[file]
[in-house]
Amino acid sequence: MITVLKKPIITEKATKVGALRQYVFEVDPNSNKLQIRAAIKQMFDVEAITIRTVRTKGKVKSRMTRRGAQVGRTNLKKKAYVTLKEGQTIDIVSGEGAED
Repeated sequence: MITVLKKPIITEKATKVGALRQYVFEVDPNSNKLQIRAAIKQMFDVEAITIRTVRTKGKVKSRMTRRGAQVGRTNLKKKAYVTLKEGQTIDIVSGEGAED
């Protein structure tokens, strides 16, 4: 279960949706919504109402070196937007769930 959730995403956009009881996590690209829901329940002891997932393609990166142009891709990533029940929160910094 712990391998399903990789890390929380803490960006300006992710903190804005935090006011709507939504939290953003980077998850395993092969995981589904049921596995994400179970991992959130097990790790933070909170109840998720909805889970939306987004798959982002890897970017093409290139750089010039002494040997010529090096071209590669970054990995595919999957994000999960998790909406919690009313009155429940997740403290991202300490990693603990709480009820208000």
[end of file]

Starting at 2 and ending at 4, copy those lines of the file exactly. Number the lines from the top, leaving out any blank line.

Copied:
Amino acid sequence: MITVLKKPIITEKATKVGALRQYVFEVDPNSNKLQIRAAIKQMFDVEAITIRTVRTKGKVKSRMTRRGAQVGRTNLKKKAYVTLKEGQTIDIVSGEGAED
Repeated sequence: MITVLKKPIITEKATKVGALRQYVFEVDPNSNKLQIRAAIKQMFDVEAITIRTVRTKGKVKSRMTRRGAQVGRTNLKKKAYVTLKEGQTIDIVSGEGAED
């Protein structure tokens, strides 16, 4: 279960949706919504109402070196937007769930 959730995403956009009881996590690209829901329940002891997932393609990166142009891709990533029940929160910094 712990391998399903990789890390929380803490960006300006992710903190804005935090006011709507939504939290953003980077998850395993092969995981589904049921596995994400179970991992959130097990790790933070909170109840998720909805889970939306987004798959982002890897970017093409290139750089010039002494040997010529090096071209590669970054990995595919999957994000999960998790909406919690009313009155429940997740403290991202300490990693603990709480009820208000």